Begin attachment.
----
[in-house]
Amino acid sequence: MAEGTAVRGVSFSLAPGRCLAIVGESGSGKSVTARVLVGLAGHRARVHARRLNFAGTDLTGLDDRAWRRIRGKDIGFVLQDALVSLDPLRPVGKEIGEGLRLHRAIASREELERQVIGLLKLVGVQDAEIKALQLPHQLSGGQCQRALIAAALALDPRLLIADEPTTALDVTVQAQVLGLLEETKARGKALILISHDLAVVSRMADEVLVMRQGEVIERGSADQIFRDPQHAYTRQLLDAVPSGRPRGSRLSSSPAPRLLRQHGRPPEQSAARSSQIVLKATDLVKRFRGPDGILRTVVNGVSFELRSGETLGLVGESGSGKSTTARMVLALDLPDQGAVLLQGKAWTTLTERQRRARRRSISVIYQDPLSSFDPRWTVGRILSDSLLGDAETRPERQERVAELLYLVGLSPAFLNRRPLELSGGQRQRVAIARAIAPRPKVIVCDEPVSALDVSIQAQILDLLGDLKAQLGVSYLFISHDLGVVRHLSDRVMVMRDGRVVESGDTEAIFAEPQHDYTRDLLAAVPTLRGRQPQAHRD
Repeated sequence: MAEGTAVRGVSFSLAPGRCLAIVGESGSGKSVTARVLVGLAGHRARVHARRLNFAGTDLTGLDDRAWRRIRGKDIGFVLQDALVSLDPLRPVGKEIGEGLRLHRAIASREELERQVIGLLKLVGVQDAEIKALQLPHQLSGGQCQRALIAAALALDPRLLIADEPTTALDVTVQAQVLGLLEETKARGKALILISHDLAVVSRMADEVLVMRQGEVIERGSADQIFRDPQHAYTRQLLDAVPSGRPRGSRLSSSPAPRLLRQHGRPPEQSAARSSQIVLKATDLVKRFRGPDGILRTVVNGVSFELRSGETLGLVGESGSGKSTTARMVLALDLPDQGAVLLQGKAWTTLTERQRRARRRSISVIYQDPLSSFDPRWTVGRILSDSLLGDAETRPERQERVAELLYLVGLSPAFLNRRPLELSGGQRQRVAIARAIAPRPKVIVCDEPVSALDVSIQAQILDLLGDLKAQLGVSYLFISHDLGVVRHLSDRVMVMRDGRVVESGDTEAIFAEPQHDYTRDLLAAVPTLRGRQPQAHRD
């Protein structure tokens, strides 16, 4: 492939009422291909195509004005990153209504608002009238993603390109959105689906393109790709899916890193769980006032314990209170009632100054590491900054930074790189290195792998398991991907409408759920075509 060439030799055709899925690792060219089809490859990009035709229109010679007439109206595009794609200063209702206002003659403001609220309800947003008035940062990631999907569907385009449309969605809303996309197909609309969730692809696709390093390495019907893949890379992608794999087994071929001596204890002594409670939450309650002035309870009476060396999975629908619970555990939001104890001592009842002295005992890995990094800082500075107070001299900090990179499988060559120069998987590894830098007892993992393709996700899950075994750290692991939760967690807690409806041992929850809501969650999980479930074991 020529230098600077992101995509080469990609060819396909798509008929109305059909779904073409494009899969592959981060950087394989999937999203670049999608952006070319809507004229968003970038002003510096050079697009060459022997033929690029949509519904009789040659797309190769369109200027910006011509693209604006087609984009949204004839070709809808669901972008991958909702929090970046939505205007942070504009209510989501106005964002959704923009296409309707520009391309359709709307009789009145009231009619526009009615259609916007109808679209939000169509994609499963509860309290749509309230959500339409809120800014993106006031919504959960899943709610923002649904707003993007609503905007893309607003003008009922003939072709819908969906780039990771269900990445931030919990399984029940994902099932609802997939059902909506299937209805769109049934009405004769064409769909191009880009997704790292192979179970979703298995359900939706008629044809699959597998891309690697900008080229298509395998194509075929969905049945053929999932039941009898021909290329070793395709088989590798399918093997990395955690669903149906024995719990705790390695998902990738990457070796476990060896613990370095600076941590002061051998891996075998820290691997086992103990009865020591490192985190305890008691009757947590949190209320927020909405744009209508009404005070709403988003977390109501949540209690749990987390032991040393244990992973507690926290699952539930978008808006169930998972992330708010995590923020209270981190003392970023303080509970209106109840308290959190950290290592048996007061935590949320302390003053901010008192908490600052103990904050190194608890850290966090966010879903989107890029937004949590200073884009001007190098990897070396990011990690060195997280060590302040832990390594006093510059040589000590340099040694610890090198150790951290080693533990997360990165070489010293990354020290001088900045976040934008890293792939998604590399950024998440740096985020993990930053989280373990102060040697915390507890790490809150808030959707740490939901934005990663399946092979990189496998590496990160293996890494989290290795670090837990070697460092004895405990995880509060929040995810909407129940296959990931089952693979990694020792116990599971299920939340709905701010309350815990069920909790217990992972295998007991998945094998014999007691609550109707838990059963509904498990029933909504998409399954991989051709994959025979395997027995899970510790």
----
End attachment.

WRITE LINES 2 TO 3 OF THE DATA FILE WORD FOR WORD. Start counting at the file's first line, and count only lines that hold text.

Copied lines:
Amino acid sequence: MAEGTAVRGVSFSLAPGRCLAIVGESGSGKSVTARVLVGLAGHRARVHARRLNFAGTDLTGLDDRAWRRIRGKDIGFVLQDALVSLDPLRPVGKEIGEGLRLHRAIASREELERQVIGLLKLVGVQDAEIKALQLPHQLSGGQCQRALIAAALALDPRLLIADEPTTALDVTVQAQVLGLLEETKARGKALILISHDLAVVSRMADEVLVMRQGEVIERGSADQIFRDPQHAYTRQLLDAVPSGRPRGSRLSSSPAPRLLRQHGRPPEQSAARSSQIVLKATDLVKRFRGPDGILRTVVNGVSFELRSGETLGLVGESGSGKSTTARMVLALDLPDQGAVLLQGKAWTTLTERQRRARRRSISVIYQDPLSSFDPRWTVGRILSDSLLGDAETRPERQERVAELLYLVGLSPAFLNRRPLELSGGQRQRVAIARAIAPRPKVIVCDEPVSALDVSIQAQILDLLGDLKAQLGVSYLFISHDLGVVRHLSDRVMVMRDGRVVESGDTEAIFAEPQHDYTRDLLAAVPTLRGRQPQAHRD
Repeated sequence: MAEGTAVRGVSFSLAPGRCLAIVGESGSGKSVTARVLVGLAGHRARVHARRLNFAGTDLTGLDDRAWRRIRGKDIGFVLQDALVSLDPLRPVGKEIGEGLRLHRAIASREELERQVIGLLKLVGVQDAEIKALQLPHQLSGGQCQRALIAAALALDPRLLIADEPTTALDVTVQAQVLGLLEETKARGKALILISHDLAVVSRMADEVLVMRQGEVIERGSADQIFRDPQHAYTRQLLDAVPSGRPRGSRLSSSPAPRLLRQHGRPPEQSAARSSQIVLKATDLVKRFRGPDGILRTVVNGVSFELRSGETLGLVGESGSGKSTTARMVLALDLPDQGAVLLQGKAWTTLTERQRRARRRSISVIYQDPLSSFDPRWTVGRILSDSLLGDAETRPERQERVAELLYLVGLSPAFLNRRPLELSGGQRQRVAIARAIAPRPKVIVCDEPVSALDVSIQAQILDLLGDLKAQLGVSYLFISHDLGVVRHLSDRVMVMRDGRVVESGDTEAIFAEPQHDYTRDLLAAVPTLRGRQPQAHRD